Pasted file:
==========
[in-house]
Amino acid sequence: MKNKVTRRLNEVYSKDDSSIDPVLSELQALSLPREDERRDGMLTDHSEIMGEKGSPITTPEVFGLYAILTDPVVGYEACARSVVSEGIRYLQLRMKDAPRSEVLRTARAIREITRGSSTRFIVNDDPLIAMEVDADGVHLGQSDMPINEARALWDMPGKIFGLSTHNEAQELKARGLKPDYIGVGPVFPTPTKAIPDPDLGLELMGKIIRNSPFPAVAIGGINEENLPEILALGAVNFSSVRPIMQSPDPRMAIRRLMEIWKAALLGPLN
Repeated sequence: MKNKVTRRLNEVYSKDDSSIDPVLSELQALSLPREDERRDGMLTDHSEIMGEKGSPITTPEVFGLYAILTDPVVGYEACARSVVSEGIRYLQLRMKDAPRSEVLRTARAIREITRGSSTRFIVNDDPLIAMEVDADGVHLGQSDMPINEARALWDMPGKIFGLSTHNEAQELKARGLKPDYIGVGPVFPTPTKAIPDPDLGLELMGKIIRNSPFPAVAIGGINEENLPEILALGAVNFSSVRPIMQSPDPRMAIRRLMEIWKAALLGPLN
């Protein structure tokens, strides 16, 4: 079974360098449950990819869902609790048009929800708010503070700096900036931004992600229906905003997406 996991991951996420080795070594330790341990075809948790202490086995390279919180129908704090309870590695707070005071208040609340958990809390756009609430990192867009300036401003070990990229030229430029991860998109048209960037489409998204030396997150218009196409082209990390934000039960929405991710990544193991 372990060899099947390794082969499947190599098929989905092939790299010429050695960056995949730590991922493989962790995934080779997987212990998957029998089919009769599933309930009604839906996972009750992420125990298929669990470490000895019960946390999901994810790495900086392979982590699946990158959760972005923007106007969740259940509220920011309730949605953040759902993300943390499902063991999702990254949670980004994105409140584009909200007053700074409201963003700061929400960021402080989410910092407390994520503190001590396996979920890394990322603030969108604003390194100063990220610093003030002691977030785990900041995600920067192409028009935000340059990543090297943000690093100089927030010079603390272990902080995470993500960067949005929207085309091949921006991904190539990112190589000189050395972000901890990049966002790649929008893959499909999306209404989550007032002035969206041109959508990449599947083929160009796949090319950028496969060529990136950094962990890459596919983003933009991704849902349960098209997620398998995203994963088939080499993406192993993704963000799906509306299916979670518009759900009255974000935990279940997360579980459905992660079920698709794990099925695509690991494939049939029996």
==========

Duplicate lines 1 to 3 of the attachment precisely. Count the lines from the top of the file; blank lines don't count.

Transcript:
[in-house]
Amino acid sequence: MKNKVTRRLNEVYSKDDSSIDPVLSELQALSLPREDERRDGMLTDHSEIMGEKGSPITTPEVFGLYAILTDPVVGYEACARSVVSEGIRYLQLRMKDAPRSEVLRTARAIREITRGSSTRFIVNDDPLIAMEVDADGVHLGQSDMPINEARALWDMPGKIFGLSTHNEAQELKARGLKPDYIGVGPVFPTPTKAIPDPDLGLELMGKIIRNSPFPAVAIGGINEENLPEILALGAVNFSSVRPIMQSPDPRMAIRRLMEIWKAALLGPLN
Repeated sequence: MKNKVTRRLNEVYSKDDSSIDPVLSELQALSLPREDERRDGMLTDHSEIMGEKGSPITTPEVFGLYAILTDPVVGYEACARSVVSEGIRYLQLRMKDAPRSEVLRTARAIREITRGSSTRFIVNDDPLIAMEVDADGVHLGQSDMPINEARALWDMPGKIFGLSTHNEAQELKARGLKPDYIGVGPVFPTPTKAIPDPDLGLELMGKIIRNSPFPAVAIGGINEENLPEILALGAVNFSSVRPIMQSPDPRMAIRRLMEIWKAALLGPLN